While the first episode of “The Wolf Among Us” is full of quick time events and action scenes, the second one leans more towards dialogue. The decisions themselves are also a bit drier. Unlike the first episode, the vast majority of the players picked one choice over another. All this allows for the story to focus on the lovable big bad wolf.
Starting up where the climactic and heart wrenching first episode ended, Bigby Wolf (Voiced by Adam Harrington) continues his investigations into the possible serial killer that haunts Fable Town in the second episode of The Wolf Among Us, Smoke and Mirrors. Staying true to their calling, Telltale proceeds to astonish us with its ability to throw us into a fantasy world and make us care about it.
Filled with more twists and more side story development, episode two brings us back to the noir themed NYC akin to Chicago in The Dresden Files Novels. You once again play as the likeable Big Bad Wolf while he follow clues and interrogates uncooperative denizens of Fable Town. You visit all the same characters from the first episode and have run ins with some new ones.
This time around the game doesn’t feel anywhere near as fast paced as the first episode. Which may be a positive for some. Less action means less, some would say dreaded, quick time events. The investigation and interaction with the residents takes the front stage. Unlike QTEs from The Walking Dead, if you mess up here, you aren’t instantly killed. It just becomes part of the story. Getting hit isn’t the end of the world.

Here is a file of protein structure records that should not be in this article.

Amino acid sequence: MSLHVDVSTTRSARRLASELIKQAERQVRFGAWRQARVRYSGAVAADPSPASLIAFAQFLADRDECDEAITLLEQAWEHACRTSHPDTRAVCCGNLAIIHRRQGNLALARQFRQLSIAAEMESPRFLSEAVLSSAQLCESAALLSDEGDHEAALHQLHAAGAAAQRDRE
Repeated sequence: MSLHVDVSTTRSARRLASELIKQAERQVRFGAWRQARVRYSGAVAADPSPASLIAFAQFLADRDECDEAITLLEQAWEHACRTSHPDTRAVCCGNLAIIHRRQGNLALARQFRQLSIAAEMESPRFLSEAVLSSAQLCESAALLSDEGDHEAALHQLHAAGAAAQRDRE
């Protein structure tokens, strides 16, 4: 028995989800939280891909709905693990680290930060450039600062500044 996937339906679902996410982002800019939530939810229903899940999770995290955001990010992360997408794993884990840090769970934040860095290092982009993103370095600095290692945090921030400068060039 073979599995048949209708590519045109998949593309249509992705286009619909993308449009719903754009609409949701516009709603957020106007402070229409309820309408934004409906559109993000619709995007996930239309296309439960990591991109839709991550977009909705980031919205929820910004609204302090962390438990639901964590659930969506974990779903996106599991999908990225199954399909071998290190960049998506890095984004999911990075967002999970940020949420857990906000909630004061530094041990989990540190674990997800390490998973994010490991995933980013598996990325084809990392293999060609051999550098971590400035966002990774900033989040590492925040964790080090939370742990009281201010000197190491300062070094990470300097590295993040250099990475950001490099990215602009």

In one scene, you might even want to lose the QTE. While the action scenes are few and far in between, the decision to go through with them or not feels more impactful.
The writing is as emotionally wrenching as ever. Telltale does what it does best and makes you think about your decisions. Will you get angry or keep your cool? There are times where someone who is immersed will definitely feel the emotions being thrown around. The writing is extremely captivating. The episode covers some gruesome topics, including torture, childhood trauma, drug addiction, prostitution and trafficking. The narrative also delves deeper into the human aspect of these fables and how they adapt to the world we live in.
It’s clear that your decisions from the first episode are present in the second. From broken scenery, to some of the characters reactions (or maybe that’s just the immersion talking), the game reminds you of your previous indiscretions.
The cliffhanger from the second episode was nowhere near as powerful and jaw dropping as the first one. It isn’t even that surprising if you’ve been paying attention. Some might say it’s thrown in your face off the bat. Overall the episode does what the first one did, if with a little less umph, it makes you want more.
The downside to this episode is that it’s extremely short. Lasting only about an hour, the window into our souls closes almost as soon as it opens. This isn’t that big a deal if you purchased the game on steam, since that price includes the entire season, but the four-month wait for such a short episode is a bit out of fashion for Telltale. Telltale’s The Walking Dead season one episodes were released every two months and each was longer than Smoke and Mirrors. Then again season two of the walking dead has also not been released and the two-month date is almost up.
We will have to wait and see how this fantastic story unfolds in the future. This episode, while short, is still a couple steps forward in the story and has developed our favorite characters further. A major side-story arc comes to fruition and we get to insight into how the fables that don’t hate or fear Wolf view him.